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Kramer, C.L. (2017) Intensive Care Unit-Acquired Weakness. Neurologic Clinics, 35, 723-736.
https://doi.org/10.1016/j.ncl.2017.06.008

has been cited by the following article:

  • TITLE: Neuromuscular Electrical Stimulation in Intensive Care Unit Patients: Integrative Review

    AUTHORS: Miriam Viviane Baron, Marcus Vinicius de Mello Pinto, Janine Koepp, Cristine Brandenburg, Paulo Ricardo Martins, Amanda Corrêa dos Santos, Daniela Moraes, Carolina Gonçalves Pinheiro, Nathália Ken Pereira Iketani, Bartira Ercília Pinheiro da Costa

    KEYWORDS: Muscle Weakness, Critical Illness Polyneuropathy, Sepsis, Electric Stimulation Therapy, Physical Therapy Modalities

    JOURNAL NAME: Modern Research in Inflammation, Vol.8 No.2, May 30, 2019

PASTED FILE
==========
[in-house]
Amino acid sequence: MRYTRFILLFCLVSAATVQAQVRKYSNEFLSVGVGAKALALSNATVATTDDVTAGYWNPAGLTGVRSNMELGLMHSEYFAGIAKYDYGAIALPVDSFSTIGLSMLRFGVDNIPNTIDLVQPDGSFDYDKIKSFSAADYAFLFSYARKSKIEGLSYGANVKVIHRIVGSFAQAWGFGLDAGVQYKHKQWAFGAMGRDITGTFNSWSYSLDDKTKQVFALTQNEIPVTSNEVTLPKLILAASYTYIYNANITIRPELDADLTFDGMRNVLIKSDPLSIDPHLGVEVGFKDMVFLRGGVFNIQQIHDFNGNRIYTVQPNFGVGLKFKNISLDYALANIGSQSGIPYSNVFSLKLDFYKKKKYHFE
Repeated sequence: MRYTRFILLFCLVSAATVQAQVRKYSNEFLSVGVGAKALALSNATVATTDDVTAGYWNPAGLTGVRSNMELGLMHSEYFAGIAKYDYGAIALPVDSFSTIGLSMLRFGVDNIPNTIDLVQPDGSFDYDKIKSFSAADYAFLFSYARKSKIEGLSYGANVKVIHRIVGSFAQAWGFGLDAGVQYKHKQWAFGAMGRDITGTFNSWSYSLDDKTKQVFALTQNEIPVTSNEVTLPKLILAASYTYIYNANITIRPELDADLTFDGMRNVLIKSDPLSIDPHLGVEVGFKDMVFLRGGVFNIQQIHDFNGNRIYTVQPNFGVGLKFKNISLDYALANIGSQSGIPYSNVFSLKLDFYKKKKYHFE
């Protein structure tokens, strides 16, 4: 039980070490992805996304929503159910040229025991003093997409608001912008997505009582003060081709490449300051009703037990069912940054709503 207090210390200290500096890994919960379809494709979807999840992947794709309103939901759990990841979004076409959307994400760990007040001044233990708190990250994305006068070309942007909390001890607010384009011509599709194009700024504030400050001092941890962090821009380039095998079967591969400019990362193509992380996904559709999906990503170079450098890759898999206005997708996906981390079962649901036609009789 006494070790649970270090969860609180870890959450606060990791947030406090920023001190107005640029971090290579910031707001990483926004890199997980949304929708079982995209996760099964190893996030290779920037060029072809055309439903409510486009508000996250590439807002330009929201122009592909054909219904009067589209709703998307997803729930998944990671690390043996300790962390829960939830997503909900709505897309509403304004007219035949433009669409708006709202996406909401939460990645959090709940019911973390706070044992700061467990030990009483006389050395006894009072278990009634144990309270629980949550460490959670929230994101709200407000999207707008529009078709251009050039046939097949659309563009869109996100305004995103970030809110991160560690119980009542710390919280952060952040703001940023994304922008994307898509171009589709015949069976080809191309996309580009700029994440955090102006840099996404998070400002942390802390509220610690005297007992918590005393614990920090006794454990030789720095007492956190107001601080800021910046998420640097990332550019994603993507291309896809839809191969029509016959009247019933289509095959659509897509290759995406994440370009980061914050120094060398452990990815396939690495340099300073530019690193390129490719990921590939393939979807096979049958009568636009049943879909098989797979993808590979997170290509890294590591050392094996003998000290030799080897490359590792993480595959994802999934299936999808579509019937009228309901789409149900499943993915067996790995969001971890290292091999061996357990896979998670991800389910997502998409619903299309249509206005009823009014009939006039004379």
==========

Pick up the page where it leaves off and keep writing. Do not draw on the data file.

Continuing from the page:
ABSTRACT: Intensive care units’ acquired muscle weakness is present in approximately 50% of the patients. Although active muscle training can attenuate weakness, a large proportion of critical patients cannot participate in any active mobilization. Neuromuscular electrical stimulation may be an alternative strategy to reverse muscle weakness. The objective of the study was to review the scientific publications on the use of neuromuscular electrical stimulation and its parameters and the main results in patients hospitalized in intensive care units. This is an integrative review surveying studies in online databases. The studies were selected from the following descriptors: neuromuscular electrical stimulation AND parameters AND intensive care units AND muscle weakness. The inclusion criteria included articles that addressed the topic of neuromuscular electrical stimulation and the parameters used in patients admitted to intensive care units, aged 18 years or older. Exclusion criteria were studies involving animals, case reports, letters to the editor and book chapters. The search comprised articles in the Portuguese, English and Spanish languages from January 2013 to March 2019. Of the 185 articles identified, nine met the eligibility criteria. The studies were evaluated assessing the level of evidence, and the relevant information was presented in the table and discussed. The parameters of the neuromuscular electrical stimulation employed in the studies showed positive results for the maintenance of strength and muscle mass. There was evidence of benefits in the local and systemic microcirculation, potentially mobilizing endothelial stem cells, to prevent atrophy, to reduce mechanical ventilation time and stay in intensive care unit; and when incorporated into the usual physiotherapy care, proved to be more effective than usual care. Its use is safe and viable in critically ill patients.